No matter where I looked, I could not find the support I needed. I was trying to class myself as a writer as I had been writing for many years, it was just at this point, I had not yet been published, and I did know how to go about being published. I just wanted to write, and I needed support, but there was none. Not for me anyway.
Eighteen months after writing the first words of my novel, I signed a publishing deal, not a great one as it was published in America by Xlibris, they are not a publisher I would recommend to anyone by the way. A few weeks after that, I received the first copies of my book, and I was in awe to see it in print. I gave a copy to my mom and my sister, both were pleasantly surprised, and they ate their original words which gave me immense satisfaction, but I was still not getting the support I needed as a writer, I didn’t know any other writers.
So, one day, I walked into Wednesbury library and asked if there were any writing groups about. The lady at the counter said no, but she gave me the name and phone number of a fella that was the leader of Poetry Wednesbury (I am not going to share his name because he may not like being in my story). Well, I called him, and it turned out that he did not have a venue for Poetry Wednesbury. So, the whole idea of it was on hold, but he did invite me to a local pub where a poetry and music event was taking place. I went, and I met a whole bunch of writers, some published and some not. From then, Poetry Wednesbury started taking place at Wednesbury Museum and Art Gallery. Every month, I went there (and met my fiancé, Niven). After that, poetry and music events were taking place at Wednesbury library, and by now people were getting to know me, my book Innocent Spirits was selling well, and I got to know all the staff at my local libraries. So, I asked Samantha Goode (the then area manager of Wednesbury, Oldbury and West Bromwich libraries) if she wanted a writing group at Oldbury Library. She said yes, and after a month of advertising, the OWG was born on the 22nd August 2014.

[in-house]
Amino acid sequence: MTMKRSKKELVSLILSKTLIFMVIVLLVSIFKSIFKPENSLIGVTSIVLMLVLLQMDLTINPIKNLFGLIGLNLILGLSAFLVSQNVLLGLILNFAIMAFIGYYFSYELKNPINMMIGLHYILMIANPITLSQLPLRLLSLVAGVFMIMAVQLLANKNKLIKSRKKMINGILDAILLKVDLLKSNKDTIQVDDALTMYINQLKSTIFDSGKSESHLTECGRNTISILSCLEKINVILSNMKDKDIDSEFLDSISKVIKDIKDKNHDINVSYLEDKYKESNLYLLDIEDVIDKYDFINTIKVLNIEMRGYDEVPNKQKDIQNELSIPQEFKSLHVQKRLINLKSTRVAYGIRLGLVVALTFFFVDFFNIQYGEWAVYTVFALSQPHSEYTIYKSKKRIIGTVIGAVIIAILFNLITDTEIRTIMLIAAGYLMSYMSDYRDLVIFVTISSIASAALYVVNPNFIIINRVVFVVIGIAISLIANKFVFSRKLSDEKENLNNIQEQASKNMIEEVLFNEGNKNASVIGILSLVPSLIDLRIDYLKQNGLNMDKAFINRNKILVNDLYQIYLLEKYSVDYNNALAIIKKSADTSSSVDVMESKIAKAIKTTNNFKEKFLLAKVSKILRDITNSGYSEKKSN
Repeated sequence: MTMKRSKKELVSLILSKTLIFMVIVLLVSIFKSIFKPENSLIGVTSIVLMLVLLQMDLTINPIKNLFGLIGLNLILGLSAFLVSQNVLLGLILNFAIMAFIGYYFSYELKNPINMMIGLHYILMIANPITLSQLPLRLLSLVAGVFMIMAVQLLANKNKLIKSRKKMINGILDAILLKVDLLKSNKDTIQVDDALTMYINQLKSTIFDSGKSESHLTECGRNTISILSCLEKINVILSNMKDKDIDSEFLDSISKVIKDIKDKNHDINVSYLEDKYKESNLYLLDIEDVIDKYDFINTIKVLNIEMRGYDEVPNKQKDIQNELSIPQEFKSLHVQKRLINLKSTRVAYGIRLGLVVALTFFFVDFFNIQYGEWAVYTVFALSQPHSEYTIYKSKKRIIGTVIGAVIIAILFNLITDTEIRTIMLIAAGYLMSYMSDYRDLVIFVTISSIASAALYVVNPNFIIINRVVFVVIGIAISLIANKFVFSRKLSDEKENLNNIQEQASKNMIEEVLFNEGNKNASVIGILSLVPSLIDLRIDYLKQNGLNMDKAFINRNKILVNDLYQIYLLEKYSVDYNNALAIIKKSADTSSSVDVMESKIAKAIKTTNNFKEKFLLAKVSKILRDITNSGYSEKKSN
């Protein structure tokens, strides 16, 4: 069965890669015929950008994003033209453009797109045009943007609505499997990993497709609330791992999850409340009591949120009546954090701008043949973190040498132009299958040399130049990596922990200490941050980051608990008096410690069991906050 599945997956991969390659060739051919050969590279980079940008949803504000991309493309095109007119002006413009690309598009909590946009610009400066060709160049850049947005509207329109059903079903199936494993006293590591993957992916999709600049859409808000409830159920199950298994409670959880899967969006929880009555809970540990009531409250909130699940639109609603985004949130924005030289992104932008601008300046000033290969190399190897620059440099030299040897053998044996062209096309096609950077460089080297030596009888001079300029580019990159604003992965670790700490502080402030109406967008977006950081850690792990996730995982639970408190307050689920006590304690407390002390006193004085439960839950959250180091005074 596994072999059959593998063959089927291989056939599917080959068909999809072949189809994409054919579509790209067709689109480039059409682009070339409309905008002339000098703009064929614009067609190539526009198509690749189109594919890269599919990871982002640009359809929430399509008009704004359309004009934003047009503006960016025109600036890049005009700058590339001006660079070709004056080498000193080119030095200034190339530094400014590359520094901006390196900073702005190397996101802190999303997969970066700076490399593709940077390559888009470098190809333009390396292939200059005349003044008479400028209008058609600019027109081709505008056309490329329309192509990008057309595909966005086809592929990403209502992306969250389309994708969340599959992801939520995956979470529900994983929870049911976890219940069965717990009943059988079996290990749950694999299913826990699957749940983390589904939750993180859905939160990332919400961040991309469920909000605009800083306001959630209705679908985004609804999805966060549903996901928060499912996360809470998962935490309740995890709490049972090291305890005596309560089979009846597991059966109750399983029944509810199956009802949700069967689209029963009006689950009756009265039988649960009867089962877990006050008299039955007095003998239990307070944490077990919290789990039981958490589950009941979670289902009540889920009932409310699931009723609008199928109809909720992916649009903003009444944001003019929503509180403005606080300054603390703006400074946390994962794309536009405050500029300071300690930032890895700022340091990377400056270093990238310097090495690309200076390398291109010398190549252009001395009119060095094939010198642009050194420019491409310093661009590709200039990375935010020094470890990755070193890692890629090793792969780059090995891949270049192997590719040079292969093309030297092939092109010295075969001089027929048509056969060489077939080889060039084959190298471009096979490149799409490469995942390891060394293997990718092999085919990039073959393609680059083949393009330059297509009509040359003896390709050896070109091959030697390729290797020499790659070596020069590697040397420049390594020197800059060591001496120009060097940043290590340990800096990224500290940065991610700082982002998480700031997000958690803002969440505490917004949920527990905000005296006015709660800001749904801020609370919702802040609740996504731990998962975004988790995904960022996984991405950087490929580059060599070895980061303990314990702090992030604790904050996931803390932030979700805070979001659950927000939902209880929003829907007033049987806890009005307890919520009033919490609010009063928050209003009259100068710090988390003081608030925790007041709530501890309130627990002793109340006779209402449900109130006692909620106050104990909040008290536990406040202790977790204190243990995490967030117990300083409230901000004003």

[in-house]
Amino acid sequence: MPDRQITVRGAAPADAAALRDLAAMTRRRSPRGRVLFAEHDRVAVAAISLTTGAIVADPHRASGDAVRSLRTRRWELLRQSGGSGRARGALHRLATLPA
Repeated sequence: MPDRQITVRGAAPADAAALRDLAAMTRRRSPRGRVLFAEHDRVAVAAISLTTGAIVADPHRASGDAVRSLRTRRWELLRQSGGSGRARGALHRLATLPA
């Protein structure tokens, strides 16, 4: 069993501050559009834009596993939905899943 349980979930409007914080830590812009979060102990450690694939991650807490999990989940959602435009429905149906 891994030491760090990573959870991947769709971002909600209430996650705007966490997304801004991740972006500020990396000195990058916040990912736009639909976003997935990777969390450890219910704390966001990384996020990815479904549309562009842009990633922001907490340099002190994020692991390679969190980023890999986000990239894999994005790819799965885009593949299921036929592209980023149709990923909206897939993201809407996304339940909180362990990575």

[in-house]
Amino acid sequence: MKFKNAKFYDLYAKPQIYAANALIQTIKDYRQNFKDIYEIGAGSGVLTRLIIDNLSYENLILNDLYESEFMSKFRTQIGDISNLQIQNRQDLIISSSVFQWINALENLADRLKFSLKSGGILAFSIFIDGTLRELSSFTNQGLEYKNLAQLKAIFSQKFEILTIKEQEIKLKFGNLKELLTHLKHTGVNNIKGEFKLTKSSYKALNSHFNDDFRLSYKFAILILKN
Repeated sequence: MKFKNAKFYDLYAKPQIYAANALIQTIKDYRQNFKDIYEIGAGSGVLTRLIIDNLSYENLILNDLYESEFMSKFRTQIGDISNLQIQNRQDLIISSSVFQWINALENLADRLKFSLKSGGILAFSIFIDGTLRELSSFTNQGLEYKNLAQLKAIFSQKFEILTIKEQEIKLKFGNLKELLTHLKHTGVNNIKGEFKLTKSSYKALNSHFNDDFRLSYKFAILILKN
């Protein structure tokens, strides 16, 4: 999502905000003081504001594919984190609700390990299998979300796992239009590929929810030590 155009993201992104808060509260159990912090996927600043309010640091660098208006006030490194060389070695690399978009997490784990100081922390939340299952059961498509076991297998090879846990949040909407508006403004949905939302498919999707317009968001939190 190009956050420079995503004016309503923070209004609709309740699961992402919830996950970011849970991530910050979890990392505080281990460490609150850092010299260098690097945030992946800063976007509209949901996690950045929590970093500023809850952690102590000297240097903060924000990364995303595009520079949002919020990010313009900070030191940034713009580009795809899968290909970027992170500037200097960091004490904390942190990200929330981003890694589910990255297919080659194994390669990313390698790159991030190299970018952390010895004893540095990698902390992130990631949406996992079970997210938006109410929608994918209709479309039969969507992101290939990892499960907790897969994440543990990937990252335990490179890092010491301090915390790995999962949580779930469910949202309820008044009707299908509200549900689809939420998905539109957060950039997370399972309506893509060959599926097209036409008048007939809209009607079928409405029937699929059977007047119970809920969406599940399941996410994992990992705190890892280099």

Starting the OWG was one of the best things I have ever done. Not only have I met an array of wonderful, talented, and interesting people, but also I have made some very special friends. The support I needed at the beginning of my writing experience I have had, tenfold, and in turn, I have supported other writers. We go on trips together as a group to find new skills, inspiration and have new experiences. These trips have included the VE Day Celebrations at Cannock Chase Museum, Haden Hill House, Birmingham library for the Shakespeare exhibition, The PowWow Festival of Writing for the last three years, the very first Wolverhampton Literature Festival. We have visited graveyards, parks, pubs, churches and that is to name but a few. We have put together charity events and raised over £500 for the British Red Cross and HSI (Humane Society International). And we have published a book together, an anthology of poems and short stories based on different aspects of WW2 called From Sunrise to Sunset. We plan to publish another book next year of poems and short stories based on the different writing assignments I give each week. These assignments are nothing more than imagination prompts. We have been on the radio, and in newspapers.